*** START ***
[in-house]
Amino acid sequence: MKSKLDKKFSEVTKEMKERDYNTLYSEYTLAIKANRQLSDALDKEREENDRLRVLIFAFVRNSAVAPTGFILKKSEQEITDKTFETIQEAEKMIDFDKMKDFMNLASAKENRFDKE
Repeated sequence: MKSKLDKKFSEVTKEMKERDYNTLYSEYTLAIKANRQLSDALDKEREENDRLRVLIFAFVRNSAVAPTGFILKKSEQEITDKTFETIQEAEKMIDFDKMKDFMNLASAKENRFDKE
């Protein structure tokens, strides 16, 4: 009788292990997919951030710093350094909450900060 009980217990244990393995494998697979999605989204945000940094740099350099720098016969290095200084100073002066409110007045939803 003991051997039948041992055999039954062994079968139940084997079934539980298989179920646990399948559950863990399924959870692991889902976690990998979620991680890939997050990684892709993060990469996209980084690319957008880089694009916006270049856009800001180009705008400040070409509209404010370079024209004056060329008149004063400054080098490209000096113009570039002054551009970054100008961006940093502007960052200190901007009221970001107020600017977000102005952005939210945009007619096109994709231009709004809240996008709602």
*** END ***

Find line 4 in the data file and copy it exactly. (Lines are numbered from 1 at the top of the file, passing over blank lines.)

């Protein structure tokens, strides 16, 4: 009788292990997919951030710093350094909450900060 009980217990244990393995494998697979999605989204945000940094740099350099720098016969290095200084100073002066409110007045939803 003991051997039948041992055999039954062994079968139940084997079934539980298989179920646990399948559950863990399924959870692991889902976690990998979620991680890939997050990684892709993060990469996209980084690319957008880089694009916006270049856009800001180009705008400040070409509209404010370079024209004056060329008149004063400054080098490209000096113009570039002054551009970054100008961006940093502007960052200190901007009221970001107020600017977000102005952005939210945009007619096109994709231009709004809240996008709602």